Closing as a duplicate to a canonical post about the topic may help drawing attention to the canonical post. More people reading it, learning from it, proof-reading it. In addition, the more a post is used as dupe target, the higher it get rated in the "frequent" tab. Therefore it might be sensible to change the closed-as-duplicate list to point at canonical posts instead of random ones. I don't quite see why you'd need to hold a gold badge to do this. Maybe a bronze badge? – Lundin Jul 2 at 13:51
  • 4
    "When a question requires a vast amount of sub-questions to answer" what if it's just two different well-known things that OP's code has trouble with? Or if there is a single problem but there is more than one dupe that explains it? – VLAZ Jul 2 at 13:54
  • 2
    A question with multiple duplicates may not be too broad at all. In the [assembly] tag we'll get a very specific question but there may be multiple problems with the specific question that can be answered in a number of other questions. We do this all the time in that tag. In the comments we'll usually explain the dupe targets and their relevance to the question. – Michael Petch Jul 2 at 14:41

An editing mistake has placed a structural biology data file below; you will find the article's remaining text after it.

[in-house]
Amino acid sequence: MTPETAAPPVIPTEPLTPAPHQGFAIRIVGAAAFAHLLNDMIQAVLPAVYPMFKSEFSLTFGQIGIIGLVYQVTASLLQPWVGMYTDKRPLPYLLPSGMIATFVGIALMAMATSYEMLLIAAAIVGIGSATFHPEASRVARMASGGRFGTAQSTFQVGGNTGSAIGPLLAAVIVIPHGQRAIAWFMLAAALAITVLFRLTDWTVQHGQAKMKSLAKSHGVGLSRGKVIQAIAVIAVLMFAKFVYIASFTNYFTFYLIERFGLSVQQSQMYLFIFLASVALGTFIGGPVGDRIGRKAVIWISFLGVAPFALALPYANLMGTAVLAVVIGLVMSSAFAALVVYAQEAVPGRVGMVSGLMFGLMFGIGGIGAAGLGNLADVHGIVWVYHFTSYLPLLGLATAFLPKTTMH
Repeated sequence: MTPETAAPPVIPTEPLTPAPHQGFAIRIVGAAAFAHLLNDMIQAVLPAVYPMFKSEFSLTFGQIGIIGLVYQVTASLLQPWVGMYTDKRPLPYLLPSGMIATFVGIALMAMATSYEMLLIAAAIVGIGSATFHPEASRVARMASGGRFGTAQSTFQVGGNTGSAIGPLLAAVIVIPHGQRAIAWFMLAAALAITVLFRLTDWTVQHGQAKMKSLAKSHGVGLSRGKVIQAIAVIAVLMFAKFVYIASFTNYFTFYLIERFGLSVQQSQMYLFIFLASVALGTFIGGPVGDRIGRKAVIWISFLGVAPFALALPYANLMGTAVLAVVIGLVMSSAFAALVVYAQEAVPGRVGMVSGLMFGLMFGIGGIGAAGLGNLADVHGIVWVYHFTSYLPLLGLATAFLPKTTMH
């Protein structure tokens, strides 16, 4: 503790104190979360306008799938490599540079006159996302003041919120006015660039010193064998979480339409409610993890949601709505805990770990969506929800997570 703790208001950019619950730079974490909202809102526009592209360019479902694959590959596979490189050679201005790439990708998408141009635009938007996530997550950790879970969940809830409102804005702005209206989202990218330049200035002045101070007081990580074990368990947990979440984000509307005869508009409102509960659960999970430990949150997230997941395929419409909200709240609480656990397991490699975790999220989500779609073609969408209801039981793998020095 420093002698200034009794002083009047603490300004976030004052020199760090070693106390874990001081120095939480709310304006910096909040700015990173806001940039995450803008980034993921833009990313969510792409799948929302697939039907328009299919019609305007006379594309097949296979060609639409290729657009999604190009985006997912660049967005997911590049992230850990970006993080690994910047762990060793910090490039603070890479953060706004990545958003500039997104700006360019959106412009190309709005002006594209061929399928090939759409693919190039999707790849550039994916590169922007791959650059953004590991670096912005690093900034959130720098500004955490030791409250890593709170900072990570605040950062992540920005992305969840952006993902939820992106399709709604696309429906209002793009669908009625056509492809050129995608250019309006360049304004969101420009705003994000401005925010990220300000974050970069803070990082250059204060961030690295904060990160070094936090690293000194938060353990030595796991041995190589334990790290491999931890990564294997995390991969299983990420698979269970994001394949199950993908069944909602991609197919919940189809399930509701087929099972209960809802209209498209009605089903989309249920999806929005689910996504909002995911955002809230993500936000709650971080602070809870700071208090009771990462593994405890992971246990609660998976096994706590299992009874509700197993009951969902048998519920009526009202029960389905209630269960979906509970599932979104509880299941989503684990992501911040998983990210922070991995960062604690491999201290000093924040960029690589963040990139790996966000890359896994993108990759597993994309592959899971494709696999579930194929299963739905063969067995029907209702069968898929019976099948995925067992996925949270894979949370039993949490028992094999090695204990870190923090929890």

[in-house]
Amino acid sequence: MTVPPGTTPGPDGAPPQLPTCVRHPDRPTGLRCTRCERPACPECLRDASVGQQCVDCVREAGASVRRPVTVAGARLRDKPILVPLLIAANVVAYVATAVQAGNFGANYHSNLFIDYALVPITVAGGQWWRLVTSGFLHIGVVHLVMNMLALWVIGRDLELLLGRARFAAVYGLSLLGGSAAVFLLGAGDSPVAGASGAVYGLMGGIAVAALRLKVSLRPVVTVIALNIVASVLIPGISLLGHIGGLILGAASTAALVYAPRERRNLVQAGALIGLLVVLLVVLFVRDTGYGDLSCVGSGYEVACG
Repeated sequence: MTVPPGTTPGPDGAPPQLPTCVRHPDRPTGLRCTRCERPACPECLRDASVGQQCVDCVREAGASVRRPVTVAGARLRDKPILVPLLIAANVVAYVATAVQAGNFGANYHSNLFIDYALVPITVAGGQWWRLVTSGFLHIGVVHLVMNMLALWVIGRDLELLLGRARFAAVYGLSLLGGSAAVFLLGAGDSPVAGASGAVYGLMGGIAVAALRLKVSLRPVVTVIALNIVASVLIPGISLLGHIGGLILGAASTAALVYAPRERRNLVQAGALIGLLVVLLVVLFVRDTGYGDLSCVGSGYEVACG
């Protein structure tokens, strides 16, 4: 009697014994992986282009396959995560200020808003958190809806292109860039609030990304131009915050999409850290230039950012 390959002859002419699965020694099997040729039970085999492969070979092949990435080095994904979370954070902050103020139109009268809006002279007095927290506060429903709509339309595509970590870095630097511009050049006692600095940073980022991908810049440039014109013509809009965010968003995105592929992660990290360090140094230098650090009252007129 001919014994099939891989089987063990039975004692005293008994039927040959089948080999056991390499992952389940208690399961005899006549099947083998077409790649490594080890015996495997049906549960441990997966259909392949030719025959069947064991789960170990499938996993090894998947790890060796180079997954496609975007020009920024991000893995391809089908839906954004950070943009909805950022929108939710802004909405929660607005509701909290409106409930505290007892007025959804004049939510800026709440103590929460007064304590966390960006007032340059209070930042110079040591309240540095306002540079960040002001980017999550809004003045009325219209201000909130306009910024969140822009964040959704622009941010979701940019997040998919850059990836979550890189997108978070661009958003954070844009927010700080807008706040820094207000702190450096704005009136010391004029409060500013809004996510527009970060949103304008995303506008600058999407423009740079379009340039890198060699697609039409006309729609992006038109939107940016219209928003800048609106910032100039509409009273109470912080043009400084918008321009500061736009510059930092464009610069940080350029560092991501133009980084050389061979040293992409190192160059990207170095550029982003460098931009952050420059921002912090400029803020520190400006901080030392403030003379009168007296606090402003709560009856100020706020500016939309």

• 4
    I mean... you can cast a too broad vote and let it age away, or cast a dupe closure and have it take immediate effect, then edit in the second one. I'd prefer the vote that actually does something (when appropriate). – Kevin B Jul 2 at 15:15
  • 3
    @MichaelPetch: Debugging questions with multiple problems tend to have very low future value. The quickest way to help that one person is often to point them at multiple duplicates, but that's still not really adding a lot of value to SO for future searchers because other than understanding a specific error message, debugging problems are rarely search-friendly. Like this answer says, we aren't an interactive textbook. But yes there are good use-cases for multiple duplicates, where the behaviour being asked about is a consequence of two other things. – Peter Cordes Jul 3 at 1:36
  • @HereticMonkey Well editing a dupe target is a different matter, one that I don't have a strong opinion on. It certainly has benefits and potential problems. – Passer By Jul 3 at 15:51

You must log in to answer this question.

Not the answer you're looking for? Browse other questions tagged .